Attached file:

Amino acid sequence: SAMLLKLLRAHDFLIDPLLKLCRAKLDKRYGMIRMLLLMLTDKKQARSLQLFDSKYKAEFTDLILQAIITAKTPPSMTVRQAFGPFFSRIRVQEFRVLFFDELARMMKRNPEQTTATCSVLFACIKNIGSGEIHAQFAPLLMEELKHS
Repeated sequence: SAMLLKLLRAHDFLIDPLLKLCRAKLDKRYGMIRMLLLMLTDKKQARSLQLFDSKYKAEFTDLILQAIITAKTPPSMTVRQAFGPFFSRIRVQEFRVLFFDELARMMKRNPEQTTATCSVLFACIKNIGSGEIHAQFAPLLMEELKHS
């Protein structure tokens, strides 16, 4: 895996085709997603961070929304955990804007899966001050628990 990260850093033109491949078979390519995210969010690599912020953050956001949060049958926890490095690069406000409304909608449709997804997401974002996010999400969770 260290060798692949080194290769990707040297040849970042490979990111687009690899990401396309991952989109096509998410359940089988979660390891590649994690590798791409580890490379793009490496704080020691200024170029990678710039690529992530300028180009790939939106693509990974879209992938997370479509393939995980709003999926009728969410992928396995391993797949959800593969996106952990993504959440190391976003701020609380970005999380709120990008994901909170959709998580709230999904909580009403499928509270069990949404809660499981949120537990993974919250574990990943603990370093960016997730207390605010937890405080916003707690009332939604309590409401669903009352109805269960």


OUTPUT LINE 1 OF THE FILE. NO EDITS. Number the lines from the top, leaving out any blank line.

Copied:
Amino acid sequence: SAMLLKLLRAHDFLIDPLLKLCRAKLDKRYGMIRMLLLMLTDKKQARSLQLFDSKYKAEFTDLILQAIITAKTPPSMTVRQAFGPFFSRIRVQEFRVLFFDELARMMKRNPEQTTATCSVLFACIKNIGSGEIHAQFAPLLMEELKHS